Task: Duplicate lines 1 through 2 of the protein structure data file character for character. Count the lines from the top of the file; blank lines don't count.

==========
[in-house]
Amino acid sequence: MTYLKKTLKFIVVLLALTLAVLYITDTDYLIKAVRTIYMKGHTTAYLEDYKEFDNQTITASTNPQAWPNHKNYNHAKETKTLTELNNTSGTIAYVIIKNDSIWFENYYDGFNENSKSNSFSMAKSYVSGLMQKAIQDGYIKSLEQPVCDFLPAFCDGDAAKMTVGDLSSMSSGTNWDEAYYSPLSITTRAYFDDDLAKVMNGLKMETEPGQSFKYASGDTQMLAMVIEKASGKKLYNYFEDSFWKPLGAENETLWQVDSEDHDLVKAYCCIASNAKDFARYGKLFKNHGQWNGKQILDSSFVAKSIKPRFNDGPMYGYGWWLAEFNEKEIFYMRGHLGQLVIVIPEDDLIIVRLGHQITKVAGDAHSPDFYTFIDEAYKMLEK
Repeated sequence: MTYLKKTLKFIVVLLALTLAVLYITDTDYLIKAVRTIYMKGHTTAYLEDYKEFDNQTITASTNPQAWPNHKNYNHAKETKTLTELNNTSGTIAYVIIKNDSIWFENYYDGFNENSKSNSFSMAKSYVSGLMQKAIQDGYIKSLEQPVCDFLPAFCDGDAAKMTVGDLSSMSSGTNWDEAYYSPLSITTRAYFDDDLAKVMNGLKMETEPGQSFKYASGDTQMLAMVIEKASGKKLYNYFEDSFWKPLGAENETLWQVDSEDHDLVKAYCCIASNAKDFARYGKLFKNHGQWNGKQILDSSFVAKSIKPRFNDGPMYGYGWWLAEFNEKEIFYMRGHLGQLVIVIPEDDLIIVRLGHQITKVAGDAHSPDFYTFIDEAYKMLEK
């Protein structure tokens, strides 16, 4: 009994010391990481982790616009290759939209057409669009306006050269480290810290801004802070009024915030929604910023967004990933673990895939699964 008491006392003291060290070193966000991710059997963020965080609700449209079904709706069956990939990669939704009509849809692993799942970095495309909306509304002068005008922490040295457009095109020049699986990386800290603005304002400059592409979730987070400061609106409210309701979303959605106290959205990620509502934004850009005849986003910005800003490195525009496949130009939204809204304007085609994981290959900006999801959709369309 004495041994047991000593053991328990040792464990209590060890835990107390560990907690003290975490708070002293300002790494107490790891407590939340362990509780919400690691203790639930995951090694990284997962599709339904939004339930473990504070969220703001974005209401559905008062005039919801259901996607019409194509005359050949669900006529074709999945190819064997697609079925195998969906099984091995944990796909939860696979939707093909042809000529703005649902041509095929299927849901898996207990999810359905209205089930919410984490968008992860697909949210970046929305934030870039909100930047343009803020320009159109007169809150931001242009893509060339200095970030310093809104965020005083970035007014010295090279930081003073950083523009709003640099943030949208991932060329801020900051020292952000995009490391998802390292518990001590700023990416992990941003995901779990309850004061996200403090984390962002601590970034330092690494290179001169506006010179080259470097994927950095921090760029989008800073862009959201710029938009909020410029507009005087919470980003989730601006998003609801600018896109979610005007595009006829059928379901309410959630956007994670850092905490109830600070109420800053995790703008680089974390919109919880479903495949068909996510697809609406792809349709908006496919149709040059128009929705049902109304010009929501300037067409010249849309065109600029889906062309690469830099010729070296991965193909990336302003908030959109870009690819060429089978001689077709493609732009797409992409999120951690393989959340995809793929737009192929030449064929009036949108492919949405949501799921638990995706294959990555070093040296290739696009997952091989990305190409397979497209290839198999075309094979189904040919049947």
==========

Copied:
[in-house]
Amino acid sequence: MTYLKKTLKFIVVLLALTLAVLYITDTDYLIKAVRTIYMKGHTTAYLEDYKEFDNQTITASTNPQAWPNHKNYNHAKETKTLTELNNTSGTIAYVIIKNDSIWFENYYDGFNENSKSNSFSMAKSYVSGLMQKAIQDGYIKSLEQPVCDFLPAFCDGDAAKMTVGDLSSMSSGTNWDEAYYSPLSITTRAYFDDDLAKVMNGLKMETEPGQSFKYASGDTQMLAMVIEKASGKKLYNYFEDSFWKPLGAENETLWQVDSEDHDLVKAYCCIASNAKDFARYGKLFKNHGQWNGKQILDSSFVAKSIKPRFNDGPMYGYGWWLAEFNEKEIFYMRGHLGQLVIVIPEDDLIIVRLGHQITKVAGDAHSPDFYTFIDEAYKMLEK